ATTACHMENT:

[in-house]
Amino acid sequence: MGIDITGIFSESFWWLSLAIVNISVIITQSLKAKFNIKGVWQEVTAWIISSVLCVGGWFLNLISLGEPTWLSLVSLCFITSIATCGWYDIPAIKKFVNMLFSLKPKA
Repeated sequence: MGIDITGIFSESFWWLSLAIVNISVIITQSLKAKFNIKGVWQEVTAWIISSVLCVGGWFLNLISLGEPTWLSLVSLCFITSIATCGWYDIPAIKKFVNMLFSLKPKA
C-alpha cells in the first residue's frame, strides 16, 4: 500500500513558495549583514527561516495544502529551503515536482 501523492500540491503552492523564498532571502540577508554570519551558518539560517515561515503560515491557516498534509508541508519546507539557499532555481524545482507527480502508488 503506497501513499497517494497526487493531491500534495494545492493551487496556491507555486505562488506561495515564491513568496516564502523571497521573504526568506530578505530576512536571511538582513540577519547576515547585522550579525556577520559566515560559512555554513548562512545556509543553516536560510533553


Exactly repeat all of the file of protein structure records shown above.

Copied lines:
[in-house]
Amino acid sequence: MGIDITGIFSESFWWLSLAIVNISVIITQSLKAKFNIKGVWQEVTAWIISSVLCVGGWFLNLISLGEPTWLSLVSLCFITSIATCGWYDIPAIKKFVNMLFSLKPKA
Repeated sequence: MGIDITGIFSESFWWLSLAIVNISVIITQSLKAKFNIKGVWQEVTAWIISSVLCVGGWFLNLISLGEPTWLSLVSLCFITSIATCGWYDIPAIKKFVNMLFSLKPKA
C-alpha cells in the first residue's frame, strides 16, 4: 500500500513558495549583514527561516495544502529551503515536482 501523492500540491503552492523564498532571502540577508554570519551558518539560517515561515503560515491557516498534509508541508519546507539557499532555481524545482507527480502508488 503506497501513499497517494497526487493531491500534495494545492493551487496556491507555486505562488506561495515564491513568496516564502523571497521573504526568506530578505530576512536571511538582513540577519547576515547585522550579525556577520559566515560559512555554513548562512545556509543553516536560510533553